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Reverse engineering the popular 555 timer chip (CMOS version)

Reverse engineering the popular 555 timer chip (CMOS version)

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Above 555 chip photo credit Windell Oskay

This article explains how the LMC555 timer chip works, from the tiny transistors and
resistors on the silicon chip, to the functional units such as comparators and current mirrors that make it work.
The popular 555 timer integrated circuit is
said to be the world’s best-selling integrated circuit
with billions sold since it was designed in 1970 by
analog IC wizard Hans Camenzind[1].
The LMC555 is a low-power CMOS version of the 555;
instead of the bipolar transistors in the classic 555 (which I described earlier),
the CMOS chip is built from low-power MOS transistors.
The LMC555 chip can be understood by carefully examining the die photo.

The structure of the integrated circuit

The photo below shows the silicon die of the LMC555 as seen through a microscope, with the main function blocks labeled
(photo from Zeptobars).
The die is very small, just over 1mm square.
The large black circles are connections between the chip and its external pins.
A thin layer of metal connects different parts of the chip. This metal is clearly visible in the photo as white lines and regions.
The different types of silicon on the chip appear as different colors.
Regions of the chip are treated (doped) with impurities to change the electrical properties of the silicon. N-type silicon has an excess of electrons (making it Negative), while P-type silicon lacks electrons (making it Positive).
On top of the silicon, polysilicon wiring shows up as other colors.
The silicon regions and polysilicon are the building blocks of the chip, forming transistors and resistors, which are connected by the metal layer.

Functional blocks in the LMC555 chip.



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Functional blocks in the LMC555 chip.

A brief explanation of the 555 timer

The 555 chip is extremely versatile with hundreds of applications
from a timer or latch to a voltage-controlled oscillator or modulator.
To explain the chip, I will use one of the simplest circuits, an oscillator that cycles on and off at a fixed frequency.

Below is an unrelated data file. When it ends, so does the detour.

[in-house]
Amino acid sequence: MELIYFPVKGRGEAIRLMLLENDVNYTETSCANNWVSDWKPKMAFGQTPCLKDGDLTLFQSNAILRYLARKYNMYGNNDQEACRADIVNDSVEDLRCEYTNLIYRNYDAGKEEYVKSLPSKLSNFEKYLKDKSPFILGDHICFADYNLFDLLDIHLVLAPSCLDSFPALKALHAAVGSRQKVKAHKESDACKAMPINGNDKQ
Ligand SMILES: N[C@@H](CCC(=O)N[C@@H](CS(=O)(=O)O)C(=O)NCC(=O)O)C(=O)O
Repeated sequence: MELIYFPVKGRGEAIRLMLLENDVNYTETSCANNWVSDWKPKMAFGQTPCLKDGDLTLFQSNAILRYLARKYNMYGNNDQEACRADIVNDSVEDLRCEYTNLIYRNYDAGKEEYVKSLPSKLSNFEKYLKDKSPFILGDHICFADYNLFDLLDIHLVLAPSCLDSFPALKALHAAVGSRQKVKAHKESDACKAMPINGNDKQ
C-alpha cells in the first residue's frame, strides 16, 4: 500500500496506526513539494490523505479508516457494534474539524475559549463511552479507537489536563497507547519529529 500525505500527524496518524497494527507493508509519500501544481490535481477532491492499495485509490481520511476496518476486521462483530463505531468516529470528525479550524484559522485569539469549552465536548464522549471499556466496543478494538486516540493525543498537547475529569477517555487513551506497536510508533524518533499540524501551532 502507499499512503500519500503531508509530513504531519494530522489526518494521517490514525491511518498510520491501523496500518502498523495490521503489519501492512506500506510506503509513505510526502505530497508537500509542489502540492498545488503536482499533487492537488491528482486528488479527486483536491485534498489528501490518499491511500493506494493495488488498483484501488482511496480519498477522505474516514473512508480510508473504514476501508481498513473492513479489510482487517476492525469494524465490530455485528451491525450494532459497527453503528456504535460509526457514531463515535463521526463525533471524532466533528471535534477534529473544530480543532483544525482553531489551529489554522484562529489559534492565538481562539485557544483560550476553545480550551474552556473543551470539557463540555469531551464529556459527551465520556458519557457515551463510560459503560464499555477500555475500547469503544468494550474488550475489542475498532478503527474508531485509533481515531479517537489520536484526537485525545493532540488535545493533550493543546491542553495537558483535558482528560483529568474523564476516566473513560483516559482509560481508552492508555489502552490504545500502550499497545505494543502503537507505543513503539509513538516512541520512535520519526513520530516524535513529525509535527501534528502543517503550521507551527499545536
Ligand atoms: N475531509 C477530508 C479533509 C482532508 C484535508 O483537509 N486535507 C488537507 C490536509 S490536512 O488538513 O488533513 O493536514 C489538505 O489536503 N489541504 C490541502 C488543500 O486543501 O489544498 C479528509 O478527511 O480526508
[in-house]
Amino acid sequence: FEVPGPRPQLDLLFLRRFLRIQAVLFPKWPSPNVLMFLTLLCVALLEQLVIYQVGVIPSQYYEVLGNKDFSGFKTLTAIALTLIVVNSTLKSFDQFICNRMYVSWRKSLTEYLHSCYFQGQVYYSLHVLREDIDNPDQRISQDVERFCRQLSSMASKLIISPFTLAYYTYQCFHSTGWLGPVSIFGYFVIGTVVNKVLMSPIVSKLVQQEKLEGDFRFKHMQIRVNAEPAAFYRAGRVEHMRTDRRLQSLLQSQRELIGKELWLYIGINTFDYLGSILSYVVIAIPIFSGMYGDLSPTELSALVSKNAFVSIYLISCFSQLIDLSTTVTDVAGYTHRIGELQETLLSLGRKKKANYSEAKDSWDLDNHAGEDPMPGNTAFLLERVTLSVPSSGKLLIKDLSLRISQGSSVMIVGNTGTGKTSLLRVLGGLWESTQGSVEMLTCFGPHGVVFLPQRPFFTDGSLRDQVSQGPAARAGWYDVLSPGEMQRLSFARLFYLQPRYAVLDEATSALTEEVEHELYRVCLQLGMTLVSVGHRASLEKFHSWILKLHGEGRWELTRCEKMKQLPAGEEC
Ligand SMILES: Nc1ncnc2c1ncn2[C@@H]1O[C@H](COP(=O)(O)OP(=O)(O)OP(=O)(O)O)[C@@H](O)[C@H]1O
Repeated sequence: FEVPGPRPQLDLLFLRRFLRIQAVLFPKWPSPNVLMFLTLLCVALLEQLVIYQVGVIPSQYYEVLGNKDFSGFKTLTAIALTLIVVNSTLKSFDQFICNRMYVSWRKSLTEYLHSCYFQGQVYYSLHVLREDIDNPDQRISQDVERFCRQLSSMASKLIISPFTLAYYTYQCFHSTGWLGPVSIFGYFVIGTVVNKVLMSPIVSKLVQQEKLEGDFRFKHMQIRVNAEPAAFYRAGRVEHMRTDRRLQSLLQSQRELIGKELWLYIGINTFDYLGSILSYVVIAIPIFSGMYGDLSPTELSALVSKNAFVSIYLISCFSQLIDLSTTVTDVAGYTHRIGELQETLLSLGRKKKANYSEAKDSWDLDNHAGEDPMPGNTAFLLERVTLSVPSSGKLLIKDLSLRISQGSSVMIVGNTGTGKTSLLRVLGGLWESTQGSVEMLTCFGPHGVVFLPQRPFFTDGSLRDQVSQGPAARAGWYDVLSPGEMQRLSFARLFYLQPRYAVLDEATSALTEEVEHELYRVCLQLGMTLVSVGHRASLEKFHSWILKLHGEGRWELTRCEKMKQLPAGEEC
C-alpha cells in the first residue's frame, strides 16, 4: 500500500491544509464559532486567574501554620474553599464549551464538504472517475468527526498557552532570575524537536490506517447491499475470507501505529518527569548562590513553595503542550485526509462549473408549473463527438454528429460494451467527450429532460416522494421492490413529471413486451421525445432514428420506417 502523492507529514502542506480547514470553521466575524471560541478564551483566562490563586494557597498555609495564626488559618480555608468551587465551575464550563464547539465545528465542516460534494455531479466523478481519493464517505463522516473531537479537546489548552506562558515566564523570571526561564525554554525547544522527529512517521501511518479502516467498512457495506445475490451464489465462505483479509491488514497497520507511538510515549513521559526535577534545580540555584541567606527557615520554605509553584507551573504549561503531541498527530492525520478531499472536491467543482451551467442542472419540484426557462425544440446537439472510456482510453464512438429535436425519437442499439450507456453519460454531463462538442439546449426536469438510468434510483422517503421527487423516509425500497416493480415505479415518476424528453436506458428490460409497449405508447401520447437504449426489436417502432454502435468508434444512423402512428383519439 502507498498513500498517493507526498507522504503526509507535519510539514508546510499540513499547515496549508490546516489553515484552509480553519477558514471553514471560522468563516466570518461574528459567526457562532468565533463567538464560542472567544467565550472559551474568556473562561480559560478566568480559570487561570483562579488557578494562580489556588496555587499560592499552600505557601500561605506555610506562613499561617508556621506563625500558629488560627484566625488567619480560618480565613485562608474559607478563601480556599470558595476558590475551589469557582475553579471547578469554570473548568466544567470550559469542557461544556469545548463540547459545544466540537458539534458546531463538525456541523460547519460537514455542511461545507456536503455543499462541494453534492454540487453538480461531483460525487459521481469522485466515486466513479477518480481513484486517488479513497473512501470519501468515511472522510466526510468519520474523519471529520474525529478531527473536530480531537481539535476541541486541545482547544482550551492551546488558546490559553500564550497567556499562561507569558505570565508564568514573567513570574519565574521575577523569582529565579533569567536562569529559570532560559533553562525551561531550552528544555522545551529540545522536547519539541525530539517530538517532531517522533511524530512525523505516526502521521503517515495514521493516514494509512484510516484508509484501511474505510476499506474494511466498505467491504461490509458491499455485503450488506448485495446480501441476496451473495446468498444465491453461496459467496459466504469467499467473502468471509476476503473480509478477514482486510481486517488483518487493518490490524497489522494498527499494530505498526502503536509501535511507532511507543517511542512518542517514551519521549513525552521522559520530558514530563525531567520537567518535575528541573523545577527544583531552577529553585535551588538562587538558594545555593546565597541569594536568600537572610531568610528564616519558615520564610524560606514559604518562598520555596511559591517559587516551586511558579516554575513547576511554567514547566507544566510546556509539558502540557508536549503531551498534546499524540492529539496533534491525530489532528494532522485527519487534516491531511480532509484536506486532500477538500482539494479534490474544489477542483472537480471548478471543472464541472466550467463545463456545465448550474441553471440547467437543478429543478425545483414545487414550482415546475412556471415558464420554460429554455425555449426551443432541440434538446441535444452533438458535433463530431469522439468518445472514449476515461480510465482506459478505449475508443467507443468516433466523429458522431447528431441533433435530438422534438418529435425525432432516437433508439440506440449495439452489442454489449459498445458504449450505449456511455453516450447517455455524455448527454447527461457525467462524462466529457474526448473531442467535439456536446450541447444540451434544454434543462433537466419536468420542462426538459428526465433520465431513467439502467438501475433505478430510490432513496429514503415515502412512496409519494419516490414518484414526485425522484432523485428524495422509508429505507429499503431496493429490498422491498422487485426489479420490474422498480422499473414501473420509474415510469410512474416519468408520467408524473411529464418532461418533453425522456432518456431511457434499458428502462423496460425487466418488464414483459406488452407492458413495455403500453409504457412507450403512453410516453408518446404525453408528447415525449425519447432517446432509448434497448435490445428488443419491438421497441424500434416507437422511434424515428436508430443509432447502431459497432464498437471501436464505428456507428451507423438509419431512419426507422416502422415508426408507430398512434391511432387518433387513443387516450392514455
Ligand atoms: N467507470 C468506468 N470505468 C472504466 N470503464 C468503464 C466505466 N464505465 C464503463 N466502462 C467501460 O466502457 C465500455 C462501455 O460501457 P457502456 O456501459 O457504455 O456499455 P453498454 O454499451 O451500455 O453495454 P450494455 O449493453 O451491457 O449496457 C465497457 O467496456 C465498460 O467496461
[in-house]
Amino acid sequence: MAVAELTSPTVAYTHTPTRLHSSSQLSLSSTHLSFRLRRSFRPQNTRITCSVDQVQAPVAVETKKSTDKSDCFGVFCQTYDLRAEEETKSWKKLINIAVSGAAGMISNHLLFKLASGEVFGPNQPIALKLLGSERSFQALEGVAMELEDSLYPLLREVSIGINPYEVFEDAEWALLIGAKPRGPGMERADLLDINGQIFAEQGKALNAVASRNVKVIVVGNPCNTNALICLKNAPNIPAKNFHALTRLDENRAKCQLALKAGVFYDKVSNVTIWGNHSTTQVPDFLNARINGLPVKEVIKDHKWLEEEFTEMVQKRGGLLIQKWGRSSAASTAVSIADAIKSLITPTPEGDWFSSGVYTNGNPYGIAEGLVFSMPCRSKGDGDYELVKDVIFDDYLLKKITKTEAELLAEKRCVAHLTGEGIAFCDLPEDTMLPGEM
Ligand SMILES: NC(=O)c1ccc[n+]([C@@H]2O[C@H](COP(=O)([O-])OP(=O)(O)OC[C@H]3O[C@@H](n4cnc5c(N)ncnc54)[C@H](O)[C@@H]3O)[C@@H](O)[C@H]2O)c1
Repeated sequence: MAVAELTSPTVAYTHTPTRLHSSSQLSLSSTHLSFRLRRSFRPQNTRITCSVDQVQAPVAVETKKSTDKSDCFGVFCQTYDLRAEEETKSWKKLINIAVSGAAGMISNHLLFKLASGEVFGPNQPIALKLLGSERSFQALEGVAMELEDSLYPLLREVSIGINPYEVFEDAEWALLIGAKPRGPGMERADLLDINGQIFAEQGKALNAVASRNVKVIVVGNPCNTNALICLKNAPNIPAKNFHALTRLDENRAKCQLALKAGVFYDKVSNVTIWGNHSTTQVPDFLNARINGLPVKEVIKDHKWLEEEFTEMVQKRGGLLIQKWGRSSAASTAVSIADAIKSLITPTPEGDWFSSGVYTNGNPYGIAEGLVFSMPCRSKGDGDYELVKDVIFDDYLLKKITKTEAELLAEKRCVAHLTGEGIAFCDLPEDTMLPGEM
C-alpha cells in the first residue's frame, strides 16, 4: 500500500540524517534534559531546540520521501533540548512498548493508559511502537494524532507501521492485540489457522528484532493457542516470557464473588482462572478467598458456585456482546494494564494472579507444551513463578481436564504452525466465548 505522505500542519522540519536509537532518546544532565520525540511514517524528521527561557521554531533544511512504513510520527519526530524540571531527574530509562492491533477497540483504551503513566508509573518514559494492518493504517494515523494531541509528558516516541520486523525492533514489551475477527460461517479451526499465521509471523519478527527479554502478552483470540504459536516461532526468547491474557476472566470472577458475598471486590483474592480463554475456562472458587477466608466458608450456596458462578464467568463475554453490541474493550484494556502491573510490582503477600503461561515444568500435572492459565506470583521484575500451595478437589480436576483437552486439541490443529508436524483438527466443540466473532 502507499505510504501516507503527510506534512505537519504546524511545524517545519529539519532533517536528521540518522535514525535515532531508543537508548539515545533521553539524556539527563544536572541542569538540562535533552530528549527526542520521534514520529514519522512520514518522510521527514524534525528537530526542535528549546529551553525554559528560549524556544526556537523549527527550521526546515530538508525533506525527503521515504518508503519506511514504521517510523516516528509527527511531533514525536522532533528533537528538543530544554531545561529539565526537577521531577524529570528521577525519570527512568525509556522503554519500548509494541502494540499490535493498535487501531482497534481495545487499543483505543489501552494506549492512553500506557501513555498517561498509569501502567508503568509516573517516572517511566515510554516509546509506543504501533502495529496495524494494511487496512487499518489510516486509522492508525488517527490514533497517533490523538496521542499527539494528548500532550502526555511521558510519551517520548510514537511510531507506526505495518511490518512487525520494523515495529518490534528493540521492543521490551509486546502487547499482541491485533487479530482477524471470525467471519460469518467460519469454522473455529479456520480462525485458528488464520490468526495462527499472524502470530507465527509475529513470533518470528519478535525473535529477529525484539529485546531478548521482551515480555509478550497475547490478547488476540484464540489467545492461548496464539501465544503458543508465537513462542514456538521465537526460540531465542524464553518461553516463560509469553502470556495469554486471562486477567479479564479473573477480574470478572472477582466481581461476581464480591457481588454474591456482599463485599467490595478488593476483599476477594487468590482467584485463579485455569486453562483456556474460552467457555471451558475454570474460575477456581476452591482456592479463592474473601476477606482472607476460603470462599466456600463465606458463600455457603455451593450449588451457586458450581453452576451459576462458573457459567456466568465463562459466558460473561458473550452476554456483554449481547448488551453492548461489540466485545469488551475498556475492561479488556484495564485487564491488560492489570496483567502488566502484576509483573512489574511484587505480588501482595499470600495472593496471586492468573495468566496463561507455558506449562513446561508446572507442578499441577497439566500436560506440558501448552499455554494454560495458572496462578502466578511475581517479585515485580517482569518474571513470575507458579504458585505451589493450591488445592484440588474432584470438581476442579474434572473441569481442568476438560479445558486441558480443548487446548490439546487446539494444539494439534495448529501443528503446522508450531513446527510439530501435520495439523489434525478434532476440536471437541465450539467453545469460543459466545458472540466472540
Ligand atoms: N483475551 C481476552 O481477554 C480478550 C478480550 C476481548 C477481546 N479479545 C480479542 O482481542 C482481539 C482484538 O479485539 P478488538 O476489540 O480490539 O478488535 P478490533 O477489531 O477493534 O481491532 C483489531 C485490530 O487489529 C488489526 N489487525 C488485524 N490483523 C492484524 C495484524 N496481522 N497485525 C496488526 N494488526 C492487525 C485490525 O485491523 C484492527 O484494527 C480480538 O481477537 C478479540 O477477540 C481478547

The diagram below illustrates the internal operation of the 555 timer used as an oscillator.
An external capacitor is repeatedly charged and discharged to produce the oscillation.
Inside the 555 chip, three resistors form a divider generating reference voltages of 1/3 and 2/3 of the supply voltage.
The external capacitor will charge and discharge between these limits, producing an oscillation, as shown on the left.
In more detail, the capacitor will slowly charge (A) through the external resistors until its voltage hits the 2/3 reference.
At that point (B), the threshold (upper) comparator switches the flip flop off turning the output off. This turns on the discharge transistor, slowly discharging the capacitor (C) through the resistor. When the voltage on the capacitor hits the 1/3 reference (D), the trigger (lower) comparator turns on, setting the flip flop and the output on, and the cycle repeats. The values of the resistors and capacitor control the timing, from microseconds to hours.

Diagram showing how the 555 timer can operate as an oscillator.

Diagram showing how the 555 timer can operate as an oscillator.

To summarize, the key components inside the 555 timer are the comparators to detect the upper and lower voltage limits, the three-resistor divider to set these limits, the flip flop to keep track of whether the circuit is charging or discharging, and the discharge transistor.
The 555 timer has two other pins (reset and control voltage) that I haven’t covered above; they are used in more complex circuits.

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